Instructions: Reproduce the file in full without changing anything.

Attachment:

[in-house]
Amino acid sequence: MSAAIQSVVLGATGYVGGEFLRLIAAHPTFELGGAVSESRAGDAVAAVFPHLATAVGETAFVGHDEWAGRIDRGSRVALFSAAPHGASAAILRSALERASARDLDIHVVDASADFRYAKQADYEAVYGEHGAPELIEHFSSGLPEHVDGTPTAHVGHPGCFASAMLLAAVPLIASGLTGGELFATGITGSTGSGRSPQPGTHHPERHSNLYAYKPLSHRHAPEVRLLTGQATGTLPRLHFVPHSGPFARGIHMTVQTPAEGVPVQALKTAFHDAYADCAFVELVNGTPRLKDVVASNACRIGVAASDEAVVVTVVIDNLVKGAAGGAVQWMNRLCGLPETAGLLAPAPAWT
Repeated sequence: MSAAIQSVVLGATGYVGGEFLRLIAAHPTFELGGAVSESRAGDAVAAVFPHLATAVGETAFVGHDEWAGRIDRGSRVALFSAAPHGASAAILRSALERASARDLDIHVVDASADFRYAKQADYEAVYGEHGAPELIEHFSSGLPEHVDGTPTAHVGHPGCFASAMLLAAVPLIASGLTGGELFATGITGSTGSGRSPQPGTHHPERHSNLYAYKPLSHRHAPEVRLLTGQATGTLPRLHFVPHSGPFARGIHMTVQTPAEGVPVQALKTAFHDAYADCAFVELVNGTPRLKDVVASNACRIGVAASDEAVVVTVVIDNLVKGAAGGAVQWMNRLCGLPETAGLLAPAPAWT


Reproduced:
[in-house]
Amino acid sequence: MSAAIQSVVLGATGYVGGEFLRLIAAHPTFELGGAVSESRAGDAVAAVFPHLATAVGETAFVGHDEWAGRIDRGSRVALFSAAPHGASAAILRSALERASARDLDIHVVDASADFRYAKQADYEAVYGEHGAPELIEHFSSGLPEHVDGTPTAHVGHPGCFASAMLLAAVPLIASGLTGGELFATGITGSTGSGRSPQPGTHHPERHSNLYAYKPLSHRHAPEVRLLTGQATGTLPRLHFVPHSGPFARGIHMTVQTPAEGVPVQALKTAFHDAYADCAFVELVNGTPRLKDVVASNACRIGVAASDEAVVVTVVIDNLVKGAAGGAVQWMNRLCGLPETAGLLAPAPAWT
Repeated sequence: MSAAIQSVVLGATGYVGGEFLRLIAAHPTFELGGAVSESRAGDAVAAVFPHLATAVGETAFVGHDEWAGRIDRGSRVALFSAAPHGASAAILRSALERASARDLDIHVVDASADFRYAKQADYEAVYGEHGAPELIEHFSSGLPEHVDGTPTAHVGHPGCFASAMLLAAVPLIASGLTGGELFATGITGSTGSGRSPQPGTHHPERHSNLYAYKPLSHRHAPEVRLLTGQATGTLPRLHFVPHSGPFARGIHMTVQTPAEGVPVQALKTAFHDAYADCAFVELVNGTPRLKDVVASNACRIGVAASDEAVVVTVVIDNLVKGAAGGAVQWMNRLCGLPETAGLLAPAPAWT